It’s back-to-school season again – a fresh start for students of all ages. One recent event, however, reminded me of how many babies get their very first start in life here at Pennsylvania Hospital. On May 16th, this past spring, Janelle van Leusdan, who now lives in Wheaton, IL, stopped by Pennsylvania Hospital with her son Job, the oldest of her four children, to snap some photos. With Job still in his graduation cap and gown and clutching his diploma, it was obvious they were not visiting the hospitals as tourists. They were here for something more. They were coming back to – for Job – where it all began.
Twenty-four years ago, on March 16, 1989, Janelle was 30 weeks pregnant when she was transferred to PAH from Reading Hospital. She didn’t have enough fluid for her son to grow in utero, and his heart rate was dropping. “My obstetrician told me that if my son had any chance to survive it would be at Pennsylvania Hospital,” recalled Janelle. Like something out of a movie, the next thing Janelle knew, she was being whisked away to PAH, via ambulance, her mother and sister trailing behind by car, and her husband on a plane flying home from a family wedding in Europe.
“As soon as we arrived at the hospital, the staff was ready and waiting for us. Everything happened so fast,” said Janelle. After a series of tests, doctors had to prepare Janelle for what she and little Job were up against: he had only a ten percent chance of survival, and if he lived, the tiny baby, Job, faced a 90 percent chance suffering from severe mental retardation and additional abnormalities. It looked as if Job didn’t have developed kidneys, and his heart rate still hadn’t stabilized. Late on the night of March 17, Janelle was prepped for an emergency cesarean section. “As they were taking me for my spinal, my c-section was suddenly postponed. My case was so risky, my doctor wanted to be sure my husband saw me before going into the OR. He arrived in the middle of night and come early the morning of March 18th, I had my c-section.”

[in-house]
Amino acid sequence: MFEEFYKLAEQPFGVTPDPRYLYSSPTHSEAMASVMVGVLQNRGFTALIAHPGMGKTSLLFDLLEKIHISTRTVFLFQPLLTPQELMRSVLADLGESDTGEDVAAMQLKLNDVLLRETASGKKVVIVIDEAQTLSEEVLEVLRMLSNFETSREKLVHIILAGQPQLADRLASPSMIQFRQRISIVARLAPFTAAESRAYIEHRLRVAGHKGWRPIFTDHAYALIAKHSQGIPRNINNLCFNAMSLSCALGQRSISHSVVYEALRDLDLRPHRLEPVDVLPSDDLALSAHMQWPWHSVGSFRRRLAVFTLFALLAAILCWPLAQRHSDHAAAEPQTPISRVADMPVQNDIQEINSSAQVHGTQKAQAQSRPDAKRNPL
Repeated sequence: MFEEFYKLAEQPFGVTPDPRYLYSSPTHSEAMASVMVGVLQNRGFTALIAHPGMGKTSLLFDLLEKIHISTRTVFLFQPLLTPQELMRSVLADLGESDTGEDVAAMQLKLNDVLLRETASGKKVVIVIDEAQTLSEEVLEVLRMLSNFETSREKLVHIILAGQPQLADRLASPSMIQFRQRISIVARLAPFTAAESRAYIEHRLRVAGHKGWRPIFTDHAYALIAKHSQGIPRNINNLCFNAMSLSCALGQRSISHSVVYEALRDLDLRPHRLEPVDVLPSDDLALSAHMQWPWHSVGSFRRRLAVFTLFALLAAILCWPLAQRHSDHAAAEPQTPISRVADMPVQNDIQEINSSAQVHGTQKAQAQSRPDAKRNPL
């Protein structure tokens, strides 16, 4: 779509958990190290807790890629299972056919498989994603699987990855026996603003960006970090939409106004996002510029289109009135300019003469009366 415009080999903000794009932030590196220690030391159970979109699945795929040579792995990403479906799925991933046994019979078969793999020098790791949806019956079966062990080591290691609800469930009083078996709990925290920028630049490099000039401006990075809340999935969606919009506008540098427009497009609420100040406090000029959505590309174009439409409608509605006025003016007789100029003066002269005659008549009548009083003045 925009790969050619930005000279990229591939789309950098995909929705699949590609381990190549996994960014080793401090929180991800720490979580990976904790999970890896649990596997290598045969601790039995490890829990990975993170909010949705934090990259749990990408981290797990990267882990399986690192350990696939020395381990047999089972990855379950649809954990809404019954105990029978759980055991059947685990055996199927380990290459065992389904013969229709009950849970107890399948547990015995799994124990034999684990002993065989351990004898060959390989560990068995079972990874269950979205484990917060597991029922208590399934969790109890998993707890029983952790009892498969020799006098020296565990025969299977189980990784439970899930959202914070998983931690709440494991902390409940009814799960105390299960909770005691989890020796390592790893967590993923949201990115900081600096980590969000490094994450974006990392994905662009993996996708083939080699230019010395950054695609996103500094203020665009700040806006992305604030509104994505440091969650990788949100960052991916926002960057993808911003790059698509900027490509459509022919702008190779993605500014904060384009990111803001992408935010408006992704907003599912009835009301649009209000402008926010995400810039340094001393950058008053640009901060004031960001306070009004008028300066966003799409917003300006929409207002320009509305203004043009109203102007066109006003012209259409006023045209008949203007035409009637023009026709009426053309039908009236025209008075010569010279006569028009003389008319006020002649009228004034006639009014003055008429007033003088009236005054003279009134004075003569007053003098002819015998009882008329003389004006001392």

Job van Leusden was born at a mere one pound eight ounces, and 13 inches long. “The first thing he did was pee when he was born so we were all thrilled to know he had kidneys!” said Janelle. “I will never forget the first time we met with the doctors after Job’s birth. They said it would be a huge roller coaster ride, and they were right.”
Job was so tiny and frail and attached to so many tubes and lines Janelle couldn’t hold him for the whole first month of his life. By the time he was able to be held, he still only weighed in at two pounds, two ounces. Once Job hit the three pound milestone, he was transferred to the “big boy nursery” in PAH’s Neonatal Intensive Care Unit (NICU). But then little Job suffered a set-back: He developed a hernia and was transferred to Children’s Hospital of Philadelphia for surgery. After one week at CHOP, he was back in the PAH NICU, where he continued to receive specialize care until he was finally able to go home four months after his birth in July of 1989.
Shown here is Janelle when she was finally able to hold Job over a month after his birth.
“My son wasn’t supposed to make it, and if he did, all odds were surely against him,” said Janelle. “Due to the experienced doctors and staff at Pennsylvania Hospital, my healthy 24-year-old son graduated from Temple University on May 16th this year with a Bachelor’s degree in Psychology. Thank you Pennsylvania Hospital for my precious gift!”
2013 PAH ICN Reunion: “Never underestimate the size of miracles.”
Just as Pennsylvania Hospital (PAH) is known as our nation’s first Hospital founded in 1751, it’s also clearly known for “birthin’ babies.” In fact, the hospital delivers the largest number of babies per year within the City of Philadelphia, and has been at the forefront of neonatal services since the mid 1950's. As a result of this specialty reputation, approximately 40 percent of the infants born at PAH are from high-risk pregnancies and about half of them require advanced neonatal care.
Thankfully, the PAH neonatal team is known for its successful care of extremely small infants – some weighing less than 500 grams, or just one pound. According to data from an international comparative database (Vermont/Oxford Neonatal Network), PAH ranks consistently among the best centers in the US for outcomes of preterm infants.
This fall, there will be a celebration of some of “tiny” patient success stories – like Janelle and Job’s – to come out of PAH. On Saturday, October 5th, families, physicians, nursing staff, donors, sponsors and many others who have journeyed through Pennsylvania Hospital’s Intensive Care Nursery will reunite for a free, fun-filled day to honor the hospital’s Intensive Care Nursery graduates.
For more information please visit: http://www.pennmedicine.org/ICNReunion.